Volume 3 - 2013 - Issue 1


1. Incorporating molecular data in fungal systematics: a guide for aspiring researchers

Authors: Hyde KD, Udayanga D, Manamgoda DS, Tedersoo L, Larsson E, Abarenkov K, Bertrand YJK, Oxelman B, Hartmann M, Kauserud H, Ryberg M, Kristiansson E, Nilsson RH

Recieved: 12 March 2013, Accepted: 26 March 2013, Published: 29 April 2013

The last twenty years have witnessed molecular data emerge as a primary research instrument in most branches of mycology. Fungal systematics, taxonomy, and ecology have all seen tremendous progress and have undergone rapid, far-reaching changes as disciplines in the wake of continual improvement in DNA sequencing technology. A taxonomic study that draws from molecular data involves a long series of steps, ranging from taxon sampling through the various laboratory procedures and data analysis to the publication process. All steps are important and influence the results and the way they are perceived by the scientific community. The present paper provides a reflective overview of all major steps in such a project with the purpose to assist research students about to begin their first study using DNA-based methods. We also take the opportunity to discuss the role of taxonomy in biology and the life sciences in general in the light of molecular data. While the best way to learn molecular methods is to work side by side with someone experienced, we hope that the present paper will serve to lower the learning threshold for the reader.

Keywords: biodiversity – molecular marker – phylogeny – publication – species – Sanger sequencing – taxonomy

 

2. Monograph of Cercosporoid fungi from Laos

Authors: Phengsintham P, Chukeatirote E, McKenzie EHC, Hyde KD, Braun U

Recieved: 29 January 2013, Accepted: 20 March 2013, Published: 25 June 2013

The Lao People’s Democratic Republic (Lao PDR) or Laos is a landlocked country. During a study of cercosporoid fungi in Laos, 113 species were identified including 108 species of true cercosporoid fungi; Cercospora (41 species), Passalora (10), Pseudocercospora (49),and Zasmidium (8). Five species of morphological similar fungi we also found; Cladosporium (1 species), Periconiella (1), Pseudocercosporella (1), Scolecostigmina (1), and Spiropes (1). Sixteen new taxa were established namely, Cercospora duranticola, C. senecionis-walkeri, Passalora dipterocarpi, P. helicteris-viscidae, Pseudocercospora getoniae,P. mannanorensis var. paucifasciculata, P. micromeli, P. tectoniae, P. wenlandiphila,Zasmidium aporosae, Z. dalbergiae, Z. jasminicola, Z. meynae-laxiflorae,Z. micromeli,Z. suregadae, Z. pavettae. Eighty-seven species are described in full and illustrated, and another 26 species are only listed since they have been previously recorded from Laos.

Keywords: Asia– Cercospora – Cercosporoid fungus – monograph

 

3. Fungal colonization and decomposition of submerged woody litter in River Kali of the Western Ghats, India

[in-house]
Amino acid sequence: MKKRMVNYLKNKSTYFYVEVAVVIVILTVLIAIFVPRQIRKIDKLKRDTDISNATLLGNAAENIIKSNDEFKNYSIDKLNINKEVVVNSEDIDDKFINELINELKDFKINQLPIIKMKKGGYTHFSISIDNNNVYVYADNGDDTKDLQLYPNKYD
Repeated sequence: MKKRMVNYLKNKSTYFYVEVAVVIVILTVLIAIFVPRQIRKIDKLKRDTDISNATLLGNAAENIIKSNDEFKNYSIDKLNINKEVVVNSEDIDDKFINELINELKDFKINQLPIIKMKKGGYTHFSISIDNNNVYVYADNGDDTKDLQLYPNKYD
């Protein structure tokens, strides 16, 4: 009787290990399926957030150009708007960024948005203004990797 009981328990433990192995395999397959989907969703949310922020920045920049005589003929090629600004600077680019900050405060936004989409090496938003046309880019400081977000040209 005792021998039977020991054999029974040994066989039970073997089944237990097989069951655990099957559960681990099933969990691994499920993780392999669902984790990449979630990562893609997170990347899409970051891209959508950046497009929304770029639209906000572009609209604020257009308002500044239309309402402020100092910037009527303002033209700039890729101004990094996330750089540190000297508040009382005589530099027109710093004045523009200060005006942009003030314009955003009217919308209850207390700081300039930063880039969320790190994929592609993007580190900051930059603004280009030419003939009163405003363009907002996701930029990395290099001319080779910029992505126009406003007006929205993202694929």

Authors: Sudheep NM, Sridhar KR

Recieved: 02 June 2013, Accepted: 20 June 2013, Published: 30 June 2013

Fungal colonization and decomposition of submerged woody litter (Terminalia paniculata and Anacardium occidentale) in relation to water and wood chemistry in the Kaiga stream and Kadra Dam of the River Kali were investigated over 12 months. Fungal species richness, diversity and asexual/sexual state ratio on woody litter were higher in the stream than the dam. Woody litter of Terminalia supported a higher diversity of fungi as compared to Anacardium. Dominant lignicolous fungiwere Annulatascus velatispora, Diplocladiella scalaroides, Massarina australiensis and an unidentified asexual fungus, while Lunulospora curvula and Triscelophorus acuminatus were dominant among the Ingoldian fungi. The species richness of lignicolous fungi in submerged woody litter is comparable to naturally deposited woody litter, while the Ingoldian fungi were higher in naturally deposited than submerged woody litter. Organic carbon attained <10% in 12 months, while the nitrogen content was highest within 2 months, which coincided with fungal richness peak. Although species richness of Ingoldian fungi was high within 2 months, the spore output was highest during the 12th month, which coincided with low organic carbon and total phenolics. Cellulase, xylanase and pectinase in woody litter showed two peaks (180 and 300 days) after the peaks of fungal richness (60 and 240 days). The mass loss was higher in Terminalia as compared to Anacardium and it was faster in the stream than in the dam. The remaining mass of woody litter was positively correlated with organic carbon, nitrogen and phosphorus, while negatively correlated with enzyme production. The mass loss was associated with decreased hardness of woody litter.

Keywords: Lignicolous fungi – Ingoldian fungi – Colonization – Wood decomposition – k value – Western Ghats

 

About CREAM Journal

Current Research in Environmental & Applied Mycology (Journal of Fungal Biology) publishes reviews, research articles and methodology papers and articles in environmental and appied mycology. The official journal language is English.

Creative Commons License
Current Research in Environmental & Applied Mycology (Journal of Fungal Biology) is licensed under a Creative Commons Attribution-NonCommercial-ShareAlike 4.0 International License

Cream Journal Logo

 

Contact

  • Email:
    creamjournal@gmail.com
  • Addresses:

    Institute of Plant and Environment Protection
    Beijing Academy of Agriculture and Forestry Sciences
    Beijing
    P.R.China

    Mushroom Research Foundation (MRF)
    292 Moo 18 Bandu District
    Muang Chiangrai
    Thailand 57100